Stan Culture Can be Unifying and Toxic


By Genevieve Karutz
One morning, I commented on a YouTube clip of an allegedly live performance of BTS: “Nothing against BTS, but they are completely lip syncing.” I received hundreds of death threats and obscene responses within the next hour. Ultimately, I took my comment down. My eighth-grade self was terrified after this first interaction with “stans”. Senior Kelly Clesi, a self-proclaimed stan of BTS, calls this normal behavior for some stans.
The term stan, recently added to the Merriam-Webster dictionary, refers to an extremely or excessively enthusiastic and devoted fan. The term comes from Eminem’s 2002 song “Stan”. In this music video, unhinged superfan Stan tries to contact Eminem, but Eminem doesn’t reply to his letters and, subsequently, Stan kills himself and murders his girlfriend.
“A fan thinks [that] something is cool and enjoys it when a stan lives for it,” sophomore Emma Matzkin said.
Now that social media connects fans directly to celebrities, stan culture has become increasingly vengeful and cruel. One of the more well-known instances involves comedian Pete Davidson. After he and singer Ariana Grande broke up, Davidson, who struggles with borderline personality disorder, wrote on Twitter that he “really [didn’t] want to be on this earth anymore.” Grande’s stans continued to bully him and encouraged him to kill himself. Davidson’s mother also received taunts from Grande’s stans.
Not all people see stans as a negative force. Many students are passionate fans of various celebrities, films and sports teams, and they enjoy the sense of community that the online fanbase provides.
Clesi, a self-proclaimed “ARMY” member or BTS stan,  first discovered the group during her freshman year and instantly fell in love. Like most fans, she likes the BTS members because of their talent and looks, but she feels a deep connection to the group. Clesi said that she would be willing to get hit by a car rather than see her favorite member Suga get hurt.
According to Clesi, BTS has unified fans around the world and has helped raise money for world organizations such as UNICEF through the band’s LOVE MYSELF campaign. In this way, she believes that stanning can be a force for good.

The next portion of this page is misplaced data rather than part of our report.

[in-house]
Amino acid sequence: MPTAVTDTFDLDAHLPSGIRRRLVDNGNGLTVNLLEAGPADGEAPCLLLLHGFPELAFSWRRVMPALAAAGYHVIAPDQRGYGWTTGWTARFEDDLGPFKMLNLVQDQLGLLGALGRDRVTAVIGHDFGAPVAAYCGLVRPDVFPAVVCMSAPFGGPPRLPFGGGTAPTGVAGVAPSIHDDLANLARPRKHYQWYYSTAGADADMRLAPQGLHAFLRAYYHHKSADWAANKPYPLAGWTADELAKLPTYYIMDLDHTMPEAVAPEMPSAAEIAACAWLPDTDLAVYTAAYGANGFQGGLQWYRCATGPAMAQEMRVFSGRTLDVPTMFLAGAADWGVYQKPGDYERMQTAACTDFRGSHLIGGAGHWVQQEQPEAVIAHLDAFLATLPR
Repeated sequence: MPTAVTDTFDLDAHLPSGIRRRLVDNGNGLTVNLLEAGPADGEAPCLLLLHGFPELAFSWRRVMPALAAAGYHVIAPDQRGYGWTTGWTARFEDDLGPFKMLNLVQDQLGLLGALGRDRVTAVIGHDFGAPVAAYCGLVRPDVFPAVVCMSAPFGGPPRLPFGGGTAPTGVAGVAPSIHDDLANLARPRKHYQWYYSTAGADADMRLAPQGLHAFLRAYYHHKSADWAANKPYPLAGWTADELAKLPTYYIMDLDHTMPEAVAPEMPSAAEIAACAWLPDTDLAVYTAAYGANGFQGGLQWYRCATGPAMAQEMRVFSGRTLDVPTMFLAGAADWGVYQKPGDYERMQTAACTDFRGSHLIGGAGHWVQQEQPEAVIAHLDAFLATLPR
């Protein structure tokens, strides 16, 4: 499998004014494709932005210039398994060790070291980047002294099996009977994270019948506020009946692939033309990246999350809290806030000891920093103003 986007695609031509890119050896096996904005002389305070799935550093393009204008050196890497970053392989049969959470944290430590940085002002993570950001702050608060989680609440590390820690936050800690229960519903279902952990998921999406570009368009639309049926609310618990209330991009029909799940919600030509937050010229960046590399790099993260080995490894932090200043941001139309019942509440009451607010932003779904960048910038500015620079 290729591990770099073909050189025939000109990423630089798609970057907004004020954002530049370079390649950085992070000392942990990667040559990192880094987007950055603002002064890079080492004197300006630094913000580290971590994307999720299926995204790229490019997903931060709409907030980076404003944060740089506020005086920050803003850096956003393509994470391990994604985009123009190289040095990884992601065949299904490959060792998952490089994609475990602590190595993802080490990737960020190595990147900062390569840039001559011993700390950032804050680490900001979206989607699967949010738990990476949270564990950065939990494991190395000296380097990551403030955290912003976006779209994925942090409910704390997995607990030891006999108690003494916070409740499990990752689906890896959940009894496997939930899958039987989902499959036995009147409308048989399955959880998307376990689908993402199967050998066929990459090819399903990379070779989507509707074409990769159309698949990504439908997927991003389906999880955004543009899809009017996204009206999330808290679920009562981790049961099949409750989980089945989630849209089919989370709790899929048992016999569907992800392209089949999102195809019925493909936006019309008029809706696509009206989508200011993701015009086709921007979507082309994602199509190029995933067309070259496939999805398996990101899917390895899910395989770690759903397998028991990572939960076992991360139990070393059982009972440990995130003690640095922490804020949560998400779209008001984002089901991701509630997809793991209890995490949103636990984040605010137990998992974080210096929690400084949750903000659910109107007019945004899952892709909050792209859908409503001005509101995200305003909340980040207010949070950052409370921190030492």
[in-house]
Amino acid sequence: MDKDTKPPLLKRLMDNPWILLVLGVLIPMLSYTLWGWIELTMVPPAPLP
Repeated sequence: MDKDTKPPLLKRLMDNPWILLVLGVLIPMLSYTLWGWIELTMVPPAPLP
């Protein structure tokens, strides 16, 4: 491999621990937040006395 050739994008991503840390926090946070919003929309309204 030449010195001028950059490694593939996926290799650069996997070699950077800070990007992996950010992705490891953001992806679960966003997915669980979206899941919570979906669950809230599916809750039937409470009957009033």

“What [BTS is] doing is breaking cultural divides,” Clesi said.
Although Clesi has made friends online through Twitter and the BTS Amino (where BTS fans can interac), she has also witnessed many stan wars. Death threats are not an uncommon occurrence among stans according to Clesi.
Matzkin, a stan of Marvel and the Avengers, calls Marvel “the most exciting thing.” Matzkin believes that the unique and diverse cast of the Avengers resonates with every fan.
Since she first watched “Iron Man” at age nine, Matzkin has become a devoted stan. She once spent a full hour looking at photos of actor Chris Hemsworth, and she has seen the movie “Thor: Ragnarok” at least 20 times.
Matzkin uses Marvel as an inspiration for her everyday life.
“[If Marvel characters] can deal with so much loss and pain,” Matzkin said. “I can study for a chem test.”
According to school psychologist Dr. Jay Kyp-Johnson, people become stans because the world is a chaotic place and they seek direction and order.
“[Idols] provide a readily relatable point of human contact for people to find themselves in,” Kyp-Johnson said.
Kyp-Johnson believes that because stans are directly connected to celebrities through social media, some people mistakenly believe that they have a real personal connection with their idols.
Sophomore Jamie Costabile believes that social media is merely a tool that helps fans interact with each other and enables them to keep tabs on what their idols are doing. Although she can understand how this can lead to obsessive fans feeling too close to their idols, she thinks that most stans are harmless.
Costabile is a part of many fan bases, including My Chemical Romance and Panic! At the Disco. She has made fan accounts on Instagram in the past and even created a costume to match Brendon Urie’s costume from Panic! At the Disco’s tour.
“I think [that] it’s important to find celebrities to look up to because everyone has a story,” Costabile said. “Someone has a story similar to yours. No one wants to feel alone, so when you find someone who [has]shared a similar experience [as] you, you want to hold onto that.”